Key Points about Pericarditis
- Pericarditis is an inflammation of the tissue that surrounds the heart.
- The inflammation that leads to pericarditis symptoms can result from an infection, heart attack, certain medications and chronic diseases, or heart surgery.
- Most cases of pericarditis are treated with over-the-counter pain relievers or corticosteroids.
- Seek medical attention immediately if you have severe chest pain.
Pericarditis occurs when the tissue that encapsulates the heart becomes inflamed and irritated. It can result from an infection, heart attack, certain medications and chronic diseases, or heart surgery.
The main symptom of pericarditis is a sudden feeling of sharpness or stabbing in the chest. Most cases of pericarditis resolve on their own. Cases that do not go away on their own may be treated with over-the-counter pain relievers or corticosteroids.
If you have severe chest pain, seek immediate medical care.
Pericarditis results when the layer of tissues surrounding the heart, called the pericardium, become inflamed, causing chest pain. This inflammation and irritation can have a variety of causes, including:
- Viral infections, for example following a respiratory infection
- Bacterial or fungal infections
- Having suffered a recent heart attack
- Traumatic injuries
- Autoimmune disorders
- Some medications
- A recent heart surgery
- Chronic conditions such as AIDS, kidney failure, cancer and tuberculosis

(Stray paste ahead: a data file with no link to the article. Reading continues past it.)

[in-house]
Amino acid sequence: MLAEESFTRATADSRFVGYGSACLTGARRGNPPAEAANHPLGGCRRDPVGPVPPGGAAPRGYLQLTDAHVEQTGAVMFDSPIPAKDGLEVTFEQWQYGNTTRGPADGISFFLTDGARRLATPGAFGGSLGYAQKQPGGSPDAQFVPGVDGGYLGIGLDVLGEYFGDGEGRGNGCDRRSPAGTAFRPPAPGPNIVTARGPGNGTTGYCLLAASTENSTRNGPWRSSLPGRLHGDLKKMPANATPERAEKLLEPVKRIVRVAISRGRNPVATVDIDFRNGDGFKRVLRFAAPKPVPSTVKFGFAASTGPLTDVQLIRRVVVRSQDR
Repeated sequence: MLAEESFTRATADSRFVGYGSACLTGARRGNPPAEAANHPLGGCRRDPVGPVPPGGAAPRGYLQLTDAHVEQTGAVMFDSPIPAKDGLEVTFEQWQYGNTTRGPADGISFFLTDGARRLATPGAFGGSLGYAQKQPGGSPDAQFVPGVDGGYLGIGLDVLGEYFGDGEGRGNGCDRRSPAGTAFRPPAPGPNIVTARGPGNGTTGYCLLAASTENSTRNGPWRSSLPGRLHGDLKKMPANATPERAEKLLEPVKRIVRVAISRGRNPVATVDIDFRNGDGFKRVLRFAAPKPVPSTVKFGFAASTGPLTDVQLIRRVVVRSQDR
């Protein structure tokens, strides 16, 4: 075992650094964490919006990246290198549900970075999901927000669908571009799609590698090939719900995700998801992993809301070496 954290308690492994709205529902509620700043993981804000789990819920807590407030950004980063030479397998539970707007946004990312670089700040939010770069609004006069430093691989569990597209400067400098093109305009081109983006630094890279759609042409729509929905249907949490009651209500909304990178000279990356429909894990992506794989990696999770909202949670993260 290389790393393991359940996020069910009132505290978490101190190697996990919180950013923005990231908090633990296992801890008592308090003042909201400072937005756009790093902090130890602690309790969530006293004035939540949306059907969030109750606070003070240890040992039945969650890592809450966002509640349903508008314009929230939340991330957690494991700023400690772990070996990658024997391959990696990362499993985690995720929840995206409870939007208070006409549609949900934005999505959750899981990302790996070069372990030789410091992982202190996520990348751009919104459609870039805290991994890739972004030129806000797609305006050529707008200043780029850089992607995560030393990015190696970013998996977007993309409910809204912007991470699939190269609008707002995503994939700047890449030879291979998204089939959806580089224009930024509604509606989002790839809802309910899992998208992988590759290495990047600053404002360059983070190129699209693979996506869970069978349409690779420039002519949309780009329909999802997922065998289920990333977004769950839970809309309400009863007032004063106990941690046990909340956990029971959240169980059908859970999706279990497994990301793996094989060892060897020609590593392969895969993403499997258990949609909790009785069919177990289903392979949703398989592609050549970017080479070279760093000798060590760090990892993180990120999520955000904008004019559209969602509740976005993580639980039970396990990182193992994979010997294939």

Oftentimes, however, a cause cannot be identified for pericarditis.
Pericarditis risk factors
Pericarditis occurs most often in men between ages 20 and 50, although it can develop in anyone.
The main symptom of pericarditis is a sudden sensation of sharpness or stabbing in the chest, which often lasts for only a short period of time. This pain may also spread to the neck and left shoulder.
Pericarditis can lead to complications such as:
- Constrictive pericarditis
- Cardiac tamponade
In addition to performing a physical examination and reviewing your symptoms and medical history, your Bon Secours Mercy will listen for signs of pericarditis in your heart with a stethoscope. Your doctor may also recommend procedures such as:
- A chest X-ray
- CT scan
- MRI scan
Pericarditis is often treated with medications to decrease inflammation, such as:
- Over-the-counter pain relievers
When to seek care
Seek medical attention immediately if you are experiencing chest pain.
While most cases of pericarditis go away after a few weeks, some people may have symptoms that return after a few months. Call your doctor if your symptoms return. If you develop complications from pericarditis, you may need to be hospitalized.